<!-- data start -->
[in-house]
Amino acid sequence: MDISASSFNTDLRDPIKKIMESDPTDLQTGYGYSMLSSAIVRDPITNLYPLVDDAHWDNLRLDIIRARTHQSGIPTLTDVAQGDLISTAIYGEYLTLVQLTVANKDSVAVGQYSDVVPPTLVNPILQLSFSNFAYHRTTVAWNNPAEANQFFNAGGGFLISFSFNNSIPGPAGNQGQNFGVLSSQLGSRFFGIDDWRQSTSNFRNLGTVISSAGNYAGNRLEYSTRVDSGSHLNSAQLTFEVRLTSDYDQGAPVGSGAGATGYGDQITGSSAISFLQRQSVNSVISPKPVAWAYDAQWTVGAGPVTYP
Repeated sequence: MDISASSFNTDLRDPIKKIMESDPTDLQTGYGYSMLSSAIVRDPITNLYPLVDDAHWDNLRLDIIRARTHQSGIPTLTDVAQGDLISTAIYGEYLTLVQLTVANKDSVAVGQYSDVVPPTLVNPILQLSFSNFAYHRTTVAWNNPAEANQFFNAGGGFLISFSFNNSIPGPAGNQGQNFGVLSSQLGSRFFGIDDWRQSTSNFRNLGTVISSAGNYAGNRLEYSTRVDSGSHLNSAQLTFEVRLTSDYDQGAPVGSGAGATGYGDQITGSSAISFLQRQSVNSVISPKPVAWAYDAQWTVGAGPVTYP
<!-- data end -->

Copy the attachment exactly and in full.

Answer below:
[in-house]
Amino acid sequence: MDISASSFNTDLRDPIKKIMESDPTDLQTGYGYSMLSSAIVRDPITNLYPLVDDAHWDNLRLDIIRARTHQSGIPTLTDVAQGDLISTAIYGEYLTLVQLTVANKDSVAVGQYSDVVPPTLVNPILQLSFSNFAYHRTTVAWNNPAEANQFFNAGGGFLISFSFNNSIPGPAGNQGQNFGVLSSQLGSRFFGIDDWRQSTSNFRNLGTVISSAGNYAGNRLEYSTRVDSGSHLNSAQLTFEVRLTSDYDQGAPVGSGAGATGYGDQITGSSAISFLQRQSVNSVISPKPVAWAYDAQWTVGAGPVTYP
Repeated sequence: MDISASSFNTDLRDPIKKIMESDPTDLQTGYGYSMLSSAIVRDPITNLYPLVDDAHWDNLRLDIIRARTHQSGIPTLTDVAQGDLISTAIYGEYLTLVQLTVANKDSVAVGQYSDVVPPTLVNPILQLSFSNFAYHRTTVAWNNPAEANQFFNAGGGFLISFSFNNSIPGPAGNQGQNFGVLSSQLGSRFFGIDDWRQSTSNFRNLGTVISSAGNYAGNRLEYSTRVDSGSHLNSAQLTFEVRLTSDYDQGAPVGSGAGATGYGDQITGSSAISFLQRQSVNSVISPKPVAWAYDAQWTVGAGPVTYP